Myanmar migrants in Malaysia face imprisonment over passport delays

Myanmar migrants in Malaysia are facing arrest and imprisonment because the Myanmar embassy is taking too long to extend expiring passports, according to workers and activists.

Workers with legal documents are being forced to overstay their visas because the embassy is heavily scrutinising passports, taking four to six months to return them.

“There are many migrants whose legal status lapses because they did not get their passport returned from the embassy on time,” said Ko Kyaw Zay Lwin, chair of the Yadana Setka Free Funeral Service Association, based in Joho township in Malaysia. He estimated that around 15 percent of those workers end up arrested and imprisoned.

Over the last four years, the Malaysian government has arranged for temporary passports, called 6Ps, for every migrant whose passport expired, by working with representatives from the embassies, according to migrant activists.

Over that time, the Myanmar embassy issued about 60,000 6Ps. But after allegedly discovering some of the applicants had fabricated details in the paperwork, the embassy is now taking a hard look at all the applications, comparing them with the applicants’ original documents and checking on the listed household information.

This extra scrutiny is delaying the process, according to the activists.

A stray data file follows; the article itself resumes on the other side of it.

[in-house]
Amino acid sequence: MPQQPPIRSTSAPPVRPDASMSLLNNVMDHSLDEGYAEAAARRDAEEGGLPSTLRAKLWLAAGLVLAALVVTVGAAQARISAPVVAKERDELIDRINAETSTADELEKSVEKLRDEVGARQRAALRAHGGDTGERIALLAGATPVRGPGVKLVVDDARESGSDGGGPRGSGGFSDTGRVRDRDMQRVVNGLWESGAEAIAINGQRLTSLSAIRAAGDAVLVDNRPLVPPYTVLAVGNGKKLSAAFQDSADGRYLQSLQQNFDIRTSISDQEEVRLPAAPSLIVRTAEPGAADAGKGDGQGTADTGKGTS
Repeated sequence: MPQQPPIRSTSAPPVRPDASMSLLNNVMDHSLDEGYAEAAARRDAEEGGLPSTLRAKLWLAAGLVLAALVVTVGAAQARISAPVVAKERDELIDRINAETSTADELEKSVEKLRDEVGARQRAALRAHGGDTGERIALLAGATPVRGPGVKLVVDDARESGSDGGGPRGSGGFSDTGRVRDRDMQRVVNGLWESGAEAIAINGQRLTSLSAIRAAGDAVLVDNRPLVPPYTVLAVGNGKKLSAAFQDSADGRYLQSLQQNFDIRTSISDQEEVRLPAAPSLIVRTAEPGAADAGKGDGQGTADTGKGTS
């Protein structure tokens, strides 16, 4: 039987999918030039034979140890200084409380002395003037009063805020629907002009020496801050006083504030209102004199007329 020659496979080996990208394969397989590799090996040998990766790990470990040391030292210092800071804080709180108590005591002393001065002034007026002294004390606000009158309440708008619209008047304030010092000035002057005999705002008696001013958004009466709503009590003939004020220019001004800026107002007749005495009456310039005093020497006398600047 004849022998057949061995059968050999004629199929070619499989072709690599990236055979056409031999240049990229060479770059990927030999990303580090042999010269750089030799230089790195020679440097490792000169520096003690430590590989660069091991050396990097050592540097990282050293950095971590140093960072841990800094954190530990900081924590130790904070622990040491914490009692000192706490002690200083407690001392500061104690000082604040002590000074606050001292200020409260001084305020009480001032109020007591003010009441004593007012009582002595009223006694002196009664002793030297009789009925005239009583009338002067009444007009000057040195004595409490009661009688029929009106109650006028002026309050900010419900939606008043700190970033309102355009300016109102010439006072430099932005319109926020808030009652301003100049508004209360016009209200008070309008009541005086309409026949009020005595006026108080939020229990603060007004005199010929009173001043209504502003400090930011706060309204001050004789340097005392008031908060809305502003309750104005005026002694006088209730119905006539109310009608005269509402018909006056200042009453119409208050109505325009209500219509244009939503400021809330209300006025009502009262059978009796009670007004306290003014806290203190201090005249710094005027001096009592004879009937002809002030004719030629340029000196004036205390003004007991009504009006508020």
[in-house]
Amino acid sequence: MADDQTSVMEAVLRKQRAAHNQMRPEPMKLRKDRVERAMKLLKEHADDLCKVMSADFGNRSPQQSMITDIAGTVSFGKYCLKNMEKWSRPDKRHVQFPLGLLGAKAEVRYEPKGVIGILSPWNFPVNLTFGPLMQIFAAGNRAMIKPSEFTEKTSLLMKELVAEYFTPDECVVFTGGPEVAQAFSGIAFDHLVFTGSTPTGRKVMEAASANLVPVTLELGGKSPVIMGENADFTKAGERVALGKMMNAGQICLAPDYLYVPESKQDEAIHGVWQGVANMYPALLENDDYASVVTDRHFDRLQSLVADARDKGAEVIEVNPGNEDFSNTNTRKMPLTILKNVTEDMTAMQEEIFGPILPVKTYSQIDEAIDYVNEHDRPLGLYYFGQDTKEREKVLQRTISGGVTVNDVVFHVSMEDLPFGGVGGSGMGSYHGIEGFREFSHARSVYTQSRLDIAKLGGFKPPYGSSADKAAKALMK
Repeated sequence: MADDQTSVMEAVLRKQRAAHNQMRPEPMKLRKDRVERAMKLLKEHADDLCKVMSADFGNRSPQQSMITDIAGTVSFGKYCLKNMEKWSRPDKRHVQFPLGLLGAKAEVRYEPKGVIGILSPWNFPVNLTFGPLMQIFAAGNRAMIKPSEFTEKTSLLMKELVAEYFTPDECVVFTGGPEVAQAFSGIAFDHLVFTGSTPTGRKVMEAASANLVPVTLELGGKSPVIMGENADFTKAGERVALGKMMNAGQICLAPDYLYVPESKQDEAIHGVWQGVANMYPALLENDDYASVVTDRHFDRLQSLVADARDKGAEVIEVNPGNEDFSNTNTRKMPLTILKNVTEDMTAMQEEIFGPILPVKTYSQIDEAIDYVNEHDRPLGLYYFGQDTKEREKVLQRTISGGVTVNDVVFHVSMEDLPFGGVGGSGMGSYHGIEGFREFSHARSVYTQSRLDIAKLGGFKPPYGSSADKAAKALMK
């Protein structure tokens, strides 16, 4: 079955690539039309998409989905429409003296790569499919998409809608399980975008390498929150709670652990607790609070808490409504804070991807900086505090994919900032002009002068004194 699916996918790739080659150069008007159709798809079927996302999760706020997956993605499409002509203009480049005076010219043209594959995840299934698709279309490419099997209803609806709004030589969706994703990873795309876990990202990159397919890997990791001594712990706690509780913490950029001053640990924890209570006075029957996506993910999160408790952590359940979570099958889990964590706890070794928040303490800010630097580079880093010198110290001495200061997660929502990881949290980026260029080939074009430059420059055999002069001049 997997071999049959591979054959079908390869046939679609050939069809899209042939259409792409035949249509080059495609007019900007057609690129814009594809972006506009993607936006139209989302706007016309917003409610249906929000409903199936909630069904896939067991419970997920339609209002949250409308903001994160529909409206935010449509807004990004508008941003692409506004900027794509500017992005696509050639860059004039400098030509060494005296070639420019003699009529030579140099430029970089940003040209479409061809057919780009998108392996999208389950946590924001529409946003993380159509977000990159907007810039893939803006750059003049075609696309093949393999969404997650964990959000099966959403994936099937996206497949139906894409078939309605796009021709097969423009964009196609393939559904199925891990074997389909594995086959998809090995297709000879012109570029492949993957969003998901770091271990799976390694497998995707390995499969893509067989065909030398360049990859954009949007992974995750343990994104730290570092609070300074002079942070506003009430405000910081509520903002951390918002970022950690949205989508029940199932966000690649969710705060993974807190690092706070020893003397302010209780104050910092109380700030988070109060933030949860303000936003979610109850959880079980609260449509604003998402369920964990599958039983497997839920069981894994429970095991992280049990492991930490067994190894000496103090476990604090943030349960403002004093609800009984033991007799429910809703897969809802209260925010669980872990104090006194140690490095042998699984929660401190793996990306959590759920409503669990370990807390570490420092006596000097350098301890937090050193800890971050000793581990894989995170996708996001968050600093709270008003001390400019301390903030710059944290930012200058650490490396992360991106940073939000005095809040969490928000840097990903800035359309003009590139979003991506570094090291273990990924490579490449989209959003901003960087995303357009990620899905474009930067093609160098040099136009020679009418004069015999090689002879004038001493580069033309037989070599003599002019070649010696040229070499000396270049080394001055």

“Previously, migrants who had fake nationality cards got passports,” said migrant rights activist U Thiha Maung Maung, head of a group that supports Myanmar’s prominent cleric Sitagu Sayadaw in Malaysia. “So the embassy is now scrutinising everything. Thus, reissuing the expiring passports has been delayed.”

In addition to the lengthy passport extension process, migrants in Malaysian detention camps are having trouble getting their citizenship confirmed, Myanmar migrant activists from Malaysia told The Myanmar Times on July 11.

They reported these two main problems to the ambassador, who has discussed the issues with State Counsellor Daw Aung San Suu Kyi. She is slated to visitwith migrant workers in Malaysia in August.

“I applied to extend my passport,” said Ko Wai Lin, a migrant in Malaysia. “It has been delayed for over three months. When I asked the embassy, it was not issued. Now, I and many Myanmar workers are undocumented because of the irresponsible embassy staff. I really am a Myanmar citizen. I even gave them all my documents.”

Ko Wai Lin has not gotten his passport back yet.

“Now, we don’t dare to go anywhere,” he said. “We are afraid of the police and crackdowns on illegal migrants. Everyone at the embassy should be replaced with new workers. Because of them, many migrants are in prison.”

Many migrants have also lost their work permits – which have to be issued by Malaysian immigration officials each year – because they could not apply on time without their passports.

There are many illicit ways that migrants can get their passport within a week if they can afford to pay a broker 1500 Malaysian ringgit (US$377), migrant worker Ko Wai Lin said.

“If migrants who are arrested for illegally overstaying their passport can show the judge proof that they are trying to extend their passport’s life, they can get a reduced sentence,” said Ko Kyaw Zay Lwin.

Although the Myanmar embassy in Malaysia announced a migrant workers’ list on its official Facebook page – compiling the names of people whose citizenship was confirmed for their passports – very often the page is overrun by Myanmar migrants complaining to the embassy because they have not gotten their passport back.

The Myanmar Times called the embassy on July 11 but they have not issued a response.

There are an estimated 500,000 to 700,000 Myanmar migrant workers living in Malaysia, most of them without legal documents.


Source: The Myanmar Times

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